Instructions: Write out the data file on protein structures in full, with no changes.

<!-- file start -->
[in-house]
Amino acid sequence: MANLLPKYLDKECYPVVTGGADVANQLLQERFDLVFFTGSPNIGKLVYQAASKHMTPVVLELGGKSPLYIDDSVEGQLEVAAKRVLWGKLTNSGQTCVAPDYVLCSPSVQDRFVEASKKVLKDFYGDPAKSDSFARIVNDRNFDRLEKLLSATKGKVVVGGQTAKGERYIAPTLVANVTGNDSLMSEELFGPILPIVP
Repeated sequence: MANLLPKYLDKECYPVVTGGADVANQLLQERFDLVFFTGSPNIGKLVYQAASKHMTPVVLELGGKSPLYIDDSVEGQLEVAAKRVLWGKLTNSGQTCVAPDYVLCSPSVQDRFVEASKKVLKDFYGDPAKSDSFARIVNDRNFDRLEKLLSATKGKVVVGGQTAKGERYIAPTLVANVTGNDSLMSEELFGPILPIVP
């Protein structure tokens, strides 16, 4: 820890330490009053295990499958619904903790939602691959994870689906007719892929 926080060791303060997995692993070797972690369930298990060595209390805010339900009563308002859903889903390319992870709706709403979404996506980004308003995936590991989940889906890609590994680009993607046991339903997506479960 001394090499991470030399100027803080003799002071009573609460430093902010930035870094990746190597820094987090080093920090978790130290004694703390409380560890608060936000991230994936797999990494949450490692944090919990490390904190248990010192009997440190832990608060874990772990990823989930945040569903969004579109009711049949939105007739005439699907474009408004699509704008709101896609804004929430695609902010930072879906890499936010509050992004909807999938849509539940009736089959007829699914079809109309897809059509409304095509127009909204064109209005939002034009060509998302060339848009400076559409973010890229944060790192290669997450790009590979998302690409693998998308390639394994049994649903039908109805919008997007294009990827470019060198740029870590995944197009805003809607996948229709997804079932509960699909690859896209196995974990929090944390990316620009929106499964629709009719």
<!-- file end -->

[in-house]
Amino acid sequence: MANLLPKYLDKECYPVVTGGADVANQLLQERFDLVFFTGSPNIGKLVYQAASKHMTPVVLELGGKSPLYIDDSVEGQLEVAAKRVLWGKLTNSGQTCVAPDYVLCSPSVQDRFVEASKKVLKDFYGDPAKSDSFARIVNDRNFDRLEKLLSATKGKVVVGGQTAKGERYIAPTLVANVTGNDSLMSEELFGPILPIVP
Repeated sequence: MANLLPKYLDKECYPVVTGGADVANQLLQERFDLVFFTGSPNIGKLVYQAASKHMTPVVLELGGKSPLYIDDSVEGQLEVAAKRVLWGKLTNSGQTCVAPDYVLCSPSVQDRFVEASKKVLKDFYGDPAKSDSFARIVNDRNFDRLEKLLSATKGKVVVGGQTAKGERYIAPTLVANVTGNDSLMSEELFGPILPIVP
């Protein structure tokens, strides 16, 4: 820890330490009053295990499958619904903790939602691959994870689906007719892929 926080060791303060997995692993070797972690369930298990060595209390805010339900009563308002859903889903390319992870709706709403979404996506980004308003995936590991989940889906890609590994680009993607046991339903997506479960 001394090499991470030399100027803080003799002071009573609460430093902010930035870094990746190597820094987090080093920090978790130290004694703390409380560890608060936000991230994936797999990494949450490692944090919990490390904190248990010192009997440190832990608060874990772990990823989930945040569903969004579109009711049949939105007739005439699907474009408004699509704008709101896609804004929430695609902010930072879906890499936010509050992004909807999938849509539940009736089959007829699914079809109309897809059509409304095509127009909204064109209005939002034009060509998302060339848009400076559409973010890229944060790192290669997450790009590979998302690409693998998308390639394994049994649903039908109805919008997007294009990827470019060198740029870590995944197009805003809607996948229709997804079932509960699909690859896209196995974990929090944390990316620009929106499964629709009719």